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Old 04-10-2009, 10:19 PM   #5
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Where the F*** did you find that tutorial?

I recommend finding a better, less hazardous way to power your heatsticks. What that guy is doing is taking wire and devices that are only rated for 15 amps and putting them on a circuit that is protected by a 30 amp breaker. That is illegal, and just asking for a fire.
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Old 04-10-2009, 11:31 PM   #6
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That is a really bad idea. I have been an electrician for 21 years. I have seen people try and do things like you are describing and it never ends well. Your best bet is to add a new 4 wire circuit with the proper sized wire and device. Anything else and you are asking for problems.
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Old 04-10-2009, 11:46 PM   #7
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I can see putting a cord and plug on a board with a 4 circuit sub panel with breakers for controlling an outlet for each hot stick, but don't do what they did.
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Old 04-10-2009, 11:52 PM   #8
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All I can say is WOW!
This is proof there are people out there that create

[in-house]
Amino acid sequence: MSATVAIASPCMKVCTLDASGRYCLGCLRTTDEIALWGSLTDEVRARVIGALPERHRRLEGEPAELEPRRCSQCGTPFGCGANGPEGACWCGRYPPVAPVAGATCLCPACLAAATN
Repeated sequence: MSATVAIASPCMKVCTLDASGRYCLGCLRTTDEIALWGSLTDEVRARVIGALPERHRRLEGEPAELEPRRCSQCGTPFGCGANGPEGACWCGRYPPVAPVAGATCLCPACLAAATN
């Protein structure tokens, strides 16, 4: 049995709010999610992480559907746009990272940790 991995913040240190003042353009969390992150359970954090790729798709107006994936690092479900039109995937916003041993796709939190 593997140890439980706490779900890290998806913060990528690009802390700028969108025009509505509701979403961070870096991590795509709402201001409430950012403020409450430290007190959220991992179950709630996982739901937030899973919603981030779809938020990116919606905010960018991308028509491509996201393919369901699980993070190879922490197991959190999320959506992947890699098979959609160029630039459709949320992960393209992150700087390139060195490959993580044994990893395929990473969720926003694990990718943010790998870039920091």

off the wall do it yourself butcher jobs that are fire hazards
and death traps. They are proud of their work also. Just think
how many more are built that have not been posted. Sorry I will
not reply as mentioning the word NEC Code Book as in the past I
have been reamed out by certain members on this forum.

You should read the final fire reports after a house or building has
burned down after all the evidence has been collected by the fire investigators.
Then the insurance companies have the great pleasure
of denying a claim on homeowners that have performed non to code
wiring standards jobs.

I stayed away from Ding-Bat work, saw enough stupidity on my off hours.
Industrial then commercial only if I was hungry but never had any time off.

One reply about neutrals and grounds are the same was enough for me.
Best of luck with your project, do it correctly and be safe. A proud 30 year IBEW member here.
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Old 04-11-2009, 12:02 AM   #9
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Yea, 12 year IBEW member and living in a farming community the first thing that came to mind was a farmer with enough knowledge to be dangerous.

I have had more than 1 person tell me that it does not have to be right to work. Hows that for logic.
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Old 04-11-2009, 12:45 AM   #10
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Not an electrician but trying to be constructive to the OP. Here is a question to the electricians in the audience..

Would installing a sub breaker box with the correct 15 amp breakers be a viable option?